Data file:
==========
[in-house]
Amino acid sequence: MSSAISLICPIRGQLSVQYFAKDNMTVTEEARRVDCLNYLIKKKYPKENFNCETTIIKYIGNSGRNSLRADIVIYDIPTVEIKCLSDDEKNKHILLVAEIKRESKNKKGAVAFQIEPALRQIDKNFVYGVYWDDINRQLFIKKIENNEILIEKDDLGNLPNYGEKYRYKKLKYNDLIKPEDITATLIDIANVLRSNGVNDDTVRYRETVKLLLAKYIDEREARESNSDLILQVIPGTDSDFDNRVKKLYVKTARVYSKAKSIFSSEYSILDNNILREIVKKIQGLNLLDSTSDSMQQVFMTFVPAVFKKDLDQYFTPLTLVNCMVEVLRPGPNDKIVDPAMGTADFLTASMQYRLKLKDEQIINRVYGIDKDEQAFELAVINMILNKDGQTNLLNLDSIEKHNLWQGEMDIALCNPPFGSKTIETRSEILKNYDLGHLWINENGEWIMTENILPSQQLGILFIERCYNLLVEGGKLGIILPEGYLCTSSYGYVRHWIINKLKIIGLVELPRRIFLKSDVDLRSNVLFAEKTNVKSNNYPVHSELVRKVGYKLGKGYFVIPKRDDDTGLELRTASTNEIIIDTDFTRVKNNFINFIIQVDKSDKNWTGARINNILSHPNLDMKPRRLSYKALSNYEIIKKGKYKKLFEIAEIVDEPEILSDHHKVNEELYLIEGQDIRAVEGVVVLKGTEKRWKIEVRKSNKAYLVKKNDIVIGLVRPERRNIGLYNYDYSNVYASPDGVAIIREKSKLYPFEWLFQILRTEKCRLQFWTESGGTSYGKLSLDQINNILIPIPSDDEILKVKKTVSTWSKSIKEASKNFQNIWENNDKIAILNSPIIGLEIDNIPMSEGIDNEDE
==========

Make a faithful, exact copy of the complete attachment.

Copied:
[in-house]
Amino acid sequence: MSSAISLICPIRGQLSVQYFAKDNMTVTEEARRVDCLNYLIKKKYPKENFNCETTIIKYIGNSGRNSLRADIVIYDIPTVEIKCLSDDEKNKHILLVAEIKRESKNKKGAVAFQIEPALRQIDKNFVYGVYWDDINRQLFIKKIENNEILIEKDDLGNLPNYGEKYRYKKLKYNDLIKPEDITATLIDIANVLRSNGVNDDTVRYRETVKLLLAKYIDEREARESNSDLILQVIPGTDSDFDNRVKKLYVKTARVYSKAKSIFSSEYSILDNNILREIVKKIQGLNLLDSTSDSMQQVFMTFVPAVFKKDLDQYFTPLTLVNCMVEVLRPGPNDKIVDPAMGTADFLTASMQYRLKLKDEQIINRVYGIDKDEQAFELAVINMILNKDGQTNLLNLDSIEKHNLWQGEMDIALCNPPFGSKTIETRSEILKNYDLGHLWINENGEWIMTENILPSQQLGILFIERCYNLLVEGGKLGIILPEGYLCTSSYGYVRHWIINKLKIIGLVELPRRIFLKSDVDLRSNVLFAEKTNVKSNNYPVHSELVRKVGYKLGKGYFVIPKRDDDTGLELRTASTNEIIIDTDFTRVKNNFINFIIQVDKSDKNWTGARINNILSHPNLDMKPRRLSYKALSNYEIIKKGKYKKLFEIAEIVDEPEILSDHHKVNEELYLIEGQDIRAVEGVVVLKGTEKRWKIEVRKSNKAYLVKKNDIVIGLVRPERRNIGLYNYDYSNVYASPDGVAIIREKSKLYPFEWLFQILRTEKCRLQFWTESGGTSYGKLSLDQINNILIPIPSDDEILKVKKTVSTWSKSIKEASKNFQNIWENNDKIAILNSPIIGLEIDNIPMSEGIDNEDE